Five Talents of Gold
There is an awkward story about money in my mother’s favorite book, the Book of Books (Matthew 25:14-30). The first time I read it, long ago, it struck me as too simplistic, even naïve. Moreover, its topic appeared totally inappropriate for serious reading which was, as believed by some, dictated to the writer’s ear by God himself.
The story begins with three servants who had been entrusted with their master’s riches before he left on a long journey. The master gave to one five pouches of gold coins. To the second servant he gave two, and the third one got one pouch.
When the master returned from the trip, he asked the servants, “What have you done with my money?” The first servant said that he invested it, and it doubled. The second servant said the same. The master than gave a generous reward to the both. The third, however, said that he, for fear of losing the treasure, dug a hole in the ground and buried it deep so that no one could take it. Hearing that, the master got angry and chastised him, “Why didn’t you at least deposit it in the bank, so I could get interest and profit upon my return?” As the story goes, the master threw the servant into darkness of jail.
When I first read it, the story seemed to confuse me, not conveying the special message we usually expect to find in such a special book. As a matter of fact, I thought that it would be more suitable for a picture book where preschool kids are introduced to the principals of economy, a textbook for housewives who plan to learn the ropes of stock trading, or a manual for novice investors from North Korea. Deeply disappointed, I closed the book, and the story left my mind quickly.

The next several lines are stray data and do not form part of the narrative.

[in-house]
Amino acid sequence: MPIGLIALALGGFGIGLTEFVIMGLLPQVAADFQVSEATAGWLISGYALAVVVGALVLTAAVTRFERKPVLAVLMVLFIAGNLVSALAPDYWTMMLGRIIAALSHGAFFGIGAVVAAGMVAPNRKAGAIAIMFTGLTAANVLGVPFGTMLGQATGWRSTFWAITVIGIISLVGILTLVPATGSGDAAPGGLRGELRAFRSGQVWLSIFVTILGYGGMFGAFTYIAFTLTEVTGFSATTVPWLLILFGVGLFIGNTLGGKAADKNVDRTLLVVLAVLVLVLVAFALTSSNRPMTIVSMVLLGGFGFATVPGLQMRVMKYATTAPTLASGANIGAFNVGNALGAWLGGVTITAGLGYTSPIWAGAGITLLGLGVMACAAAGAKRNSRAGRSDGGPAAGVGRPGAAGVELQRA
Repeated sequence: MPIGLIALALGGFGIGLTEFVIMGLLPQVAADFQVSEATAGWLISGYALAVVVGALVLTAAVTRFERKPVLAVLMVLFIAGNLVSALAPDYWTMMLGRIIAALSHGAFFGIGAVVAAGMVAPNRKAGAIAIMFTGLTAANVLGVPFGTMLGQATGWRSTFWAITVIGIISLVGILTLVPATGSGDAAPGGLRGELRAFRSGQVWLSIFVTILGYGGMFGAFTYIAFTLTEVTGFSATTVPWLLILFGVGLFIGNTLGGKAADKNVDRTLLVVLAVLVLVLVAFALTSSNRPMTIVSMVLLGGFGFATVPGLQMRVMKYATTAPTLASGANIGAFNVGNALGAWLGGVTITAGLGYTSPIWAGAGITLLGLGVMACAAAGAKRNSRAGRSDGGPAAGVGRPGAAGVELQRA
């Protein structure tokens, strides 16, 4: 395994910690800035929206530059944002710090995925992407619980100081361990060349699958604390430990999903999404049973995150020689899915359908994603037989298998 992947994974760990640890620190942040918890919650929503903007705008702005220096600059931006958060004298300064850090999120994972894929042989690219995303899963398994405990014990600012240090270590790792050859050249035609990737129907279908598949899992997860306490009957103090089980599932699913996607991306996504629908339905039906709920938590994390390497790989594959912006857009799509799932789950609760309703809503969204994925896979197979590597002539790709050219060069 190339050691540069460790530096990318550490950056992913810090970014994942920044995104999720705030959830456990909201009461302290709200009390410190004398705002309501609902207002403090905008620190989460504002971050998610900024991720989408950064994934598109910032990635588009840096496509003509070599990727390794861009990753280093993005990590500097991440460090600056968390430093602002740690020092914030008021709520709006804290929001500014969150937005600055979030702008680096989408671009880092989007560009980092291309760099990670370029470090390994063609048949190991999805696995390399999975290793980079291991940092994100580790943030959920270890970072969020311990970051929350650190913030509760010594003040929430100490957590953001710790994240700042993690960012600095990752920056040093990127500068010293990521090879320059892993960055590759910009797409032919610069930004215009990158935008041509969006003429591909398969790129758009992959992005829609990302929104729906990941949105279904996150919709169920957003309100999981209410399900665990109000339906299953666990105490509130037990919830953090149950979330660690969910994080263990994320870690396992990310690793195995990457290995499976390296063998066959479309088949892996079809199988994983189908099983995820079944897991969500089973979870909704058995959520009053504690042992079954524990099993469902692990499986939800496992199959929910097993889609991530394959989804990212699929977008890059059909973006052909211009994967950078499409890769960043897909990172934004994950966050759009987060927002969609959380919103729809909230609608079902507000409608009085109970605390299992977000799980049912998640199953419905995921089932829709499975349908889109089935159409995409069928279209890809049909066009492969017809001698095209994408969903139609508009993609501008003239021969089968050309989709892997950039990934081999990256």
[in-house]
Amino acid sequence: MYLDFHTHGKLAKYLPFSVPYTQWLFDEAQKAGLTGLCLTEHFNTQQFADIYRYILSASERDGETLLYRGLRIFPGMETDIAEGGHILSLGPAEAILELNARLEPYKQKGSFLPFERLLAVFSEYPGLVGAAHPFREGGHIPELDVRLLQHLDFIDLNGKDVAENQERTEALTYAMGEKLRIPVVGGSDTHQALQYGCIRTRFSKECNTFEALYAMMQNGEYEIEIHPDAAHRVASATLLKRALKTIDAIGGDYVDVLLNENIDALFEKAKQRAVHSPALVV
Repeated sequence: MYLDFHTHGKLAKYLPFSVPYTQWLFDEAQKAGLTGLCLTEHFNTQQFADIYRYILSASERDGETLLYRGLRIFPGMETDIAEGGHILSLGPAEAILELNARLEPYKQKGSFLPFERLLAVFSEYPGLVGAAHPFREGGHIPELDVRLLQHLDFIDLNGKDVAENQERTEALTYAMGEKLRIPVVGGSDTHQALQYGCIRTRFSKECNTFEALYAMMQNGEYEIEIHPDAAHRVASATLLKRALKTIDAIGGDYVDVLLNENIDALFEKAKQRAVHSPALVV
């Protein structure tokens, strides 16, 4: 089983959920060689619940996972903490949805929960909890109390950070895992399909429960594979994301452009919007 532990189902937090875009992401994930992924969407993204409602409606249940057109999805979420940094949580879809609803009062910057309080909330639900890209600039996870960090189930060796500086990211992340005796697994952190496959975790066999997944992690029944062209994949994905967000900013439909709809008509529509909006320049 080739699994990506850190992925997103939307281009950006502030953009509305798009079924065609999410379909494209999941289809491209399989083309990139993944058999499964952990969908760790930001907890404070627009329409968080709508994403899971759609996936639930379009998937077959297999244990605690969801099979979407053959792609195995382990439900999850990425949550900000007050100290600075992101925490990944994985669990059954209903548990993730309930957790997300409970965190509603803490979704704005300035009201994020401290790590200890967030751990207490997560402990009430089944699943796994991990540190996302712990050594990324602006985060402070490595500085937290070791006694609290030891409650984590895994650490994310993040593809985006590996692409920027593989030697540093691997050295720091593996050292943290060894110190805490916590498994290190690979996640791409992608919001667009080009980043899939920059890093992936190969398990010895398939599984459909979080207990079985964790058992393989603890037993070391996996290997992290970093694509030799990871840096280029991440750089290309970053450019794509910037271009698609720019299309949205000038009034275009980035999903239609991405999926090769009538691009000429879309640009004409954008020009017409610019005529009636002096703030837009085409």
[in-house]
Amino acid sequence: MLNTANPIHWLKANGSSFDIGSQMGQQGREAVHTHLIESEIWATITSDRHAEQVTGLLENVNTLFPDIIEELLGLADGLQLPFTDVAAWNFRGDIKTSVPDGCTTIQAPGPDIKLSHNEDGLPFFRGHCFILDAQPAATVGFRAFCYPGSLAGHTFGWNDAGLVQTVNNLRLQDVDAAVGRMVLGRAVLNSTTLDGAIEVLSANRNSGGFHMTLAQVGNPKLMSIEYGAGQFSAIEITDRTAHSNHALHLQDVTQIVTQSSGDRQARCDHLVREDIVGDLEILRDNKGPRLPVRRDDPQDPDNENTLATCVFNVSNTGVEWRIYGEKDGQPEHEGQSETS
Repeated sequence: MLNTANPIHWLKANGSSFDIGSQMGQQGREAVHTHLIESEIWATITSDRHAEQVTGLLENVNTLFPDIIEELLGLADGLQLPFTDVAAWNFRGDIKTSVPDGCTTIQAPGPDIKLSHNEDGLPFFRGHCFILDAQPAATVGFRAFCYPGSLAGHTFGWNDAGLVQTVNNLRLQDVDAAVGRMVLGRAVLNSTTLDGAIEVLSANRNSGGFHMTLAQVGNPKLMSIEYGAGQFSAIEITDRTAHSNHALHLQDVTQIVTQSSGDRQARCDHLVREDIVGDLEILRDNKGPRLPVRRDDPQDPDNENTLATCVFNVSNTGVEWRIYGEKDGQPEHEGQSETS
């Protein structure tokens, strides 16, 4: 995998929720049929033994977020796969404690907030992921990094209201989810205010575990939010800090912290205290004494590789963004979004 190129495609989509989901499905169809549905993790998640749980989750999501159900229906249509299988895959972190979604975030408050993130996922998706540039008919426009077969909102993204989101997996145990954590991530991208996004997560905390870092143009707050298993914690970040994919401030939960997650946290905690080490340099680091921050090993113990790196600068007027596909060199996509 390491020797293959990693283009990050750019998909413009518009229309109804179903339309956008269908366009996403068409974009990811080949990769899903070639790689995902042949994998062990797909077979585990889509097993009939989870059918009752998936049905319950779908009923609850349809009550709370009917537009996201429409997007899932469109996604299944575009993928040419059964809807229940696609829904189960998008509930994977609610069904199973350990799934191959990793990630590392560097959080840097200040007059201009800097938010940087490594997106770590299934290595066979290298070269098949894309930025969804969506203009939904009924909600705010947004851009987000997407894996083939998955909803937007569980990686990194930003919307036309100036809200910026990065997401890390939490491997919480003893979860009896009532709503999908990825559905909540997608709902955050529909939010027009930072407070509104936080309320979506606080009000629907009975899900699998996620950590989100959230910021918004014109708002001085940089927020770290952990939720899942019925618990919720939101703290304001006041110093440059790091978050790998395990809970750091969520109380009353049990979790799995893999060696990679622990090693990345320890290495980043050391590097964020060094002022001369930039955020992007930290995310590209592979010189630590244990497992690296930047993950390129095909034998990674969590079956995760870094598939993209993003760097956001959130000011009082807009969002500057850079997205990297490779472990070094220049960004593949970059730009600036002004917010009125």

Later, much later, I read it again. I read it through a new prism, through a spiritual lense I have obtained seeking answers about human faith, about our hope in the intangible and invisible. And, slowly I began to understand it. I came to discover that it is a story about love, not money. It is a story about love that personifies God, the God I want to see. I believe that God has created us to love by loving us unconditionally. He gives to us life and numerous gifts each day; He hugs us warmly and offers us limitless joy every moment
I saw and see God as the master in the biblical story about money. He is the main character in the tale. He is the One who gives to us the most precious thing that exists. He gives us love, a unique treasure – the only one which returns when given and which multiplies when shared. He gives love to each of us, to one a sack full of love, to another two sacks, to others five or even more … but not to keep it egoistically for ourselves. Instead, as faithful stewards of this valuable gift, we are to share it generously so that it will multiply through giving it to those around us, unselfishly and unconditionally. By giving love, we are going to be loved. We are going to receive an abundance of love, much more than that, a full measure, stuffed up to the rim, so that it overflows … In this way, the amount of the given and received love will grow and multiply indefinitely until it overcomes the world – until everything becomes One. Love or God, I do not mind which of the two. To me, they both are the same.
Translated by Vojkica Jancić-Tibold
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